US2334434A - Reduction of finely divided metal compounds - Google Patents

Reduction of finely divided metal compounds Download PDF

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US2334434A
US2334434A US417607A US41760741A US2334434A US 2334434 A US2334434 A US 2334434A US 417607 A US417607 A US 417607A US 41760741 A US41760741 A US 41760741A US 2334434 A US2334434 A US 2334434A
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finely divided
hydrogen
hearth
reduction
gaseous
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US417607A
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Raymond L Patterson
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POWDER METALS AND ALLOYS Inc
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POWDER METALS AND ALLOYS Inc
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    • CCHEMISTRY; METALLURGY
    • C22METALLURGY; FERROUS OR NON-FERROUS ALLOYS; TREATMENT OF ALLOYS OR NON-FERROUS METALS
    • C22BPRODUCTION AND REFINING OF METALS; PRETREATMENT OF RAW MATERIALS
    • C22B5/00General methods of reducing to metals
    • BPERFORMING OPERATIONS; TRANSPORTING
    • B22CASTING; POWDER METALLURGY
    • B22FWORKING METALLIC POWDER; MANUFACTURE OF ARTICLES FROM METALLIC POWDER; MAKING METALLIC POWDER
    • B22F9/00Making metallic powder or suspensions thereof
    • B22F9/16Making metallic powder or suspensions thereof using chemical processes
    • B22F9/18Making metallic powder or suspensions thereof using chemical processes with reduction of metal compounds
    • B22F9/20Making metallic powder or suspensions thereof using chemical processes with reduction of metal compounds starting from solid metal compounds
    • B22F9/22Making metallic powder or suspensions thereof using chemical processes with reduction of metal compounds starting from solid metal compounds using gaseous reductors
    • CCHEMISTRY; METALLURGY
    • C21METALLURGY OF IRON
    • C21BMANUFACTURE OF IRON OR STEEL
    • C21B13/00Making spongy iron or liquid steel, by direct processes
    • CCHEMISTRY; METALLURGY
    • C22METALLURGY; FERROUS OR NON-FERROUS ALLOYS; TREATMENT OF ALLOYS OR NON-FERROUS METALS
    • C22BPRODUCTION AND REFINING OF METALS; PRETREATMENT OF RAW MATERIALS
    • C22B5/00General methods of reducing to metals
    • C22B5/02Dry methods smelting of sulfides or formation of mattes
    • C22B5/12Dry methods smelting of sulfides or formation of mattes by gases
    • BPERFORMING OPERATIONS; TRANSPORTING
    • B22CASTING; POWDER METALLURGY
    • B22FWORKING METALLIC POWDER; MANUFACTURE OF ARTICLES FROM METALLIC POWDER; MAKING METALLIC POWDER
    • B22F2998/00Supplementary information concerning processes or compositions relating to powder metallurgy
    • YGENERAL TAGGING OF NEW TECHNOLOGICAL DEVELOPMENTS; GENERAL TAGGING OF CROSS-SECTIONAL TECHNOLOGIES SPANNING OVER SEVERAL SECTIONS OF THE IPC; TECHNICAL SUBJECTS COVERED BY FORMER USPC CROSS-REFERENCE ART COLLECTIONS [XRACs] AND DIGESTS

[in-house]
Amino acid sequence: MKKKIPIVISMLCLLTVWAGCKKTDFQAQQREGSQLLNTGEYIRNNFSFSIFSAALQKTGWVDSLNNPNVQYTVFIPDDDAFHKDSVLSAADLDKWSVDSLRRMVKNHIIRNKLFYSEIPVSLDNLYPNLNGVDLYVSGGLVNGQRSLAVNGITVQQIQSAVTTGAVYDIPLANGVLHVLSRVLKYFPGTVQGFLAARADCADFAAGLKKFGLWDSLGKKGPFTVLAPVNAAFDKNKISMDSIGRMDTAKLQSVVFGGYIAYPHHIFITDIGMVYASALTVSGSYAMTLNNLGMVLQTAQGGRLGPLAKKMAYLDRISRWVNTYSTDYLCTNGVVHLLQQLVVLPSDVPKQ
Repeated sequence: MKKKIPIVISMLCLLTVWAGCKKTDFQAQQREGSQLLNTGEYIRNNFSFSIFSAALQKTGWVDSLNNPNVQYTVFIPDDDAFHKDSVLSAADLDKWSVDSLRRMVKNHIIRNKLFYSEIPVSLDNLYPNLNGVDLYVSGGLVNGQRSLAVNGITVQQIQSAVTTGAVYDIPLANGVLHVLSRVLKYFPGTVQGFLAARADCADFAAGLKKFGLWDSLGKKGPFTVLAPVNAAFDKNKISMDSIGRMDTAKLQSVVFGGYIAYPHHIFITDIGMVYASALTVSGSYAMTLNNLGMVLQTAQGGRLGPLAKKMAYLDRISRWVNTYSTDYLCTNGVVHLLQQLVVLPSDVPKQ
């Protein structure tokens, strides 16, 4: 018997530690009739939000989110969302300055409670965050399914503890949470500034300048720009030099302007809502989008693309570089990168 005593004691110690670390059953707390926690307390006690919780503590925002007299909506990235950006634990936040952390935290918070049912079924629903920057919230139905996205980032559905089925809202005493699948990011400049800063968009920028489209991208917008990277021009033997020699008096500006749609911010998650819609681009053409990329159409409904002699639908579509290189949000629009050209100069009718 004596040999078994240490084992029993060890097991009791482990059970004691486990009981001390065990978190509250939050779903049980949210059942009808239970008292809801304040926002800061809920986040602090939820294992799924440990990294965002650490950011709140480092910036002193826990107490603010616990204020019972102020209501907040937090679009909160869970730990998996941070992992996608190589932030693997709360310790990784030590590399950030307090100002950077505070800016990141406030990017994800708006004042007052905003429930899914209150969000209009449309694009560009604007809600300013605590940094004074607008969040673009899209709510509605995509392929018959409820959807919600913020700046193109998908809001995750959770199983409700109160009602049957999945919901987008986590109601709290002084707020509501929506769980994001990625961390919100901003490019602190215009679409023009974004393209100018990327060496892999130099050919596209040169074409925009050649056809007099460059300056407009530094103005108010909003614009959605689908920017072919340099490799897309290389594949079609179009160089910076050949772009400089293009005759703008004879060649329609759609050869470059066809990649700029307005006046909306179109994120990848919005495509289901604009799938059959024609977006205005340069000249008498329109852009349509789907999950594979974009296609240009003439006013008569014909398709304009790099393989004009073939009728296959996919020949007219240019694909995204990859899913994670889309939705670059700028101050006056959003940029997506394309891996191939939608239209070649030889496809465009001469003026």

• Y02TECHNOLOGIES OR APPLICATIONS FOR MITIGATION OR ADAPTATION AGAINST CLIMATE CHANGE
    • Y02PCLIMATE CHANGE MITIGATION TECHNOLOGIES IN THE PRODUCTION OR PROCESSING OF GOODS
    • Y02P10/00Technologies related to metal processing
    • Y02P10/10Reduction of greenhouse gas [GHG] emissions
    • Y02P10/134Reduction of greenhouse gas [GHG] emissions by avoiding CO2, e.g. using hydrogen

Description

N0V- 16 1943 R. 1 PATTERSON REDUCTION OF FINELY DIVIDED METAL. COMPOUNDS Filed Nov. s, 1941 5 sheets-sheet 1 N0V 16 1943' R. L. PATTERSON 2,334,434 REDUCTION OF FINELY DIVIDED METAL COMPOUNDS Filed NOV. 3, 1941 5 Sheets-Sheet 2 Nov. 16, 13943.

REDUCTION OF FINELY DIVIDED METAL COMPOUNDS Filed Nov. 5, 1941 5 Sheets-Sheet 3 IN ENTOR PQZZerJa/a ATTORNEYS aJ/mowd w i ll V g C u f l IJ f l/ f n n n 4 n, f.. f., L A A fm /f C 1 Patented Nov. 16,1943

fnlmUc'rroN or FINELY DIVIDED METAL CORIPOUNDS Raymond L. Patterson, New York, N. Y., assigner to Powder Metals and Alloys', Inc., NewYork, 1 1 N.y Y., a corporation o! Delaware -pplication November 3, 1941, Serial No. 417,607

solid material from the upper end of the hearth.V

ZCIaims.

This'inventionis' concerned with furnace treatment .of ,finely divided material in the solid state with various gaseous-treating agents. The invention is particularly adapted to the reduction of finely divided metal oxides and the like with 5 hydrogen gas, but may be employed in the treatvmeant of many finely divided solids with a variety of gaseous treating agents.

In the furnace treatment of many finely divided metal oxides and the like with hydrogen, the reaction products are finely divided metal and water vapor. If the water vapor is permitted to remain in contact with the freshly formed metal powder, it tends to react therewith, so that the reaction is reversed and the freshly formed metal powder is oxidized, at least on the surface. This tendency has caused difficulty in many heretofore customary processes for the manufacture of metal powder by reduction of oxides.

As the result of my investigations, I have developed an improvement that is applicable to the above-described and analogous processes in which a first finely divided material is ltreated with a.